As someone in the very fortunate position of owning and running a business from Oxfordshire exporting scientific instrumentation around the world, it’s easy for me to appreciate the contribution that suppliers and contractors from around the county are making to the local and national economy.

As a country, we’ve lived with austerity and uncertainty for six or seven years now. We’re also regularly told that we struggle to compete with manufacturing in other countries.

In some respects, this is true, however, innovations and cutting edge ideas generated by our small businesses is something we continue to do extremely well.

And while we’re innovating and finding high-value applications for specialist goods, software and services, something that we do from our company, Oxford Cryosystems in Long Hanborough, I think our future looks very bright indeed.

Like a number of companies in the county whose roots have a connection to the university, we operate in some niche and very interesting areas of science where we contribute to the forefront of research around the world. And what’s more, as a small business of only 20 people, I’m proud that I find our reach quite inspiring.

Our history and products are rooted in an area of science called X-ray crystallography, a relatively unknown but extremely important area of science which, to date, is responsible for some 28 Nobel Prizes: more than any other area of science.

As it happens, 2014 has been officially designated by UNESCO as the International Year of Crystallography. Our customers are crystallographers and they use X-rays to study the atomic and molecular structure of everything — from the medicines that we take and the virus and proteins they might affect, to the materials in your smartphone and the structure of DNA.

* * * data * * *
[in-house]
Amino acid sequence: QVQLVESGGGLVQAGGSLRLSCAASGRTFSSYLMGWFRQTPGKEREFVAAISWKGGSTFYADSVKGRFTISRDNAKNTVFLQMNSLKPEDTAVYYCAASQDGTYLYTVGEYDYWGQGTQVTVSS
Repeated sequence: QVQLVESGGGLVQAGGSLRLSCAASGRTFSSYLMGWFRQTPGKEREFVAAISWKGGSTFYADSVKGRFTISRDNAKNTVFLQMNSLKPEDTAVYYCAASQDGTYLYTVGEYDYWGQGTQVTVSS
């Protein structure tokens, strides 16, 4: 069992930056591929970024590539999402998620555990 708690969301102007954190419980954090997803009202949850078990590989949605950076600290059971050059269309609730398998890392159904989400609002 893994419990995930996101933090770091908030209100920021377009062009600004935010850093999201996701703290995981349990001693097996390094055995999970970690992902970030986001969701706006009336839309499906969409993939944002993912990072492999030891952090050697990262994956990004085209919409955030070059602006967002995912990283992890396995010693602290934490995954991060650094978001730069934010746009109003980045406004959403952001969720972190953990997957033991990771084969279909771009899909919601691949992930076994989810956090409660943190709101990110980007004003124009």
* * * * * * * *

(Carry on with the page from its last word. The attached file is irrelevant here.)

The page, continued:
We even have one customer in the Netherlands who studies the structure of chocolate. Now there’s a job.

In fact, Oxfordshire is home to the nation’s synchrotron, Diamond Light Source, a large facility that not only employs hundreds of people, but also provides crystallographers from around the UK with some of the brightest X-rays with which to study their materials. Including chocolate.

At our facilities near Witney, we make coolers that help these scientists cool their samples down to around -190 degrees Celsius. The colder they go, the better their results. Ninety-two per cent of everything we build is sourced locally.

Coincidentally, we export a similar percentage, with users as far flung as the US, Brazil, Mexico, China, India, Australia, New Zealand, Japan and Korea. We even do cooling in Hawaii.

Our coolers are also being used in other extraordinary applications.

At the end of March, I flew with a colleague to South Africa. Having spent a few days consulting with our South African collaborators, we then took a two-hour Cessna flight from Cape Town out into the middle of the Karoo desert in the Northern Cape for the inauguration of a radio telescope.

And not just any radio telescope.

The ceremony was to mark the construction of the first ‘dish’ in a plan to build something called the Square Kilometre Array.

Not only will it be the largest telescope in the world, it will be the largest scientific instrument in the world, spreading out across Southern Africa and Australia.

Our own government has recently contributed £120m to the first phase and once the whole project is finished, some time in the next 15 years, it will contain thousands of 15-metre wide dishes, produce data at a rate equivalent to 15 Internets and will be sensitive enough to detect an airport radar 50 light years away.

Our coolers are designed into the first phase of dishes and are incorporated into the very sensitive receivers that are attached to the arm in front of the dish.

Cooling the electronics in these delicate receivers will help to increase their sensitivity — their ability to hear — to help scientists to answer the questions surrounding the origins of the universe, the big bang and Einstein’s Theory of Relativity.

So, if ET does have a mobile phone, it is possible that products developed and built here in Oxfordshire may even allow us to hear it ring.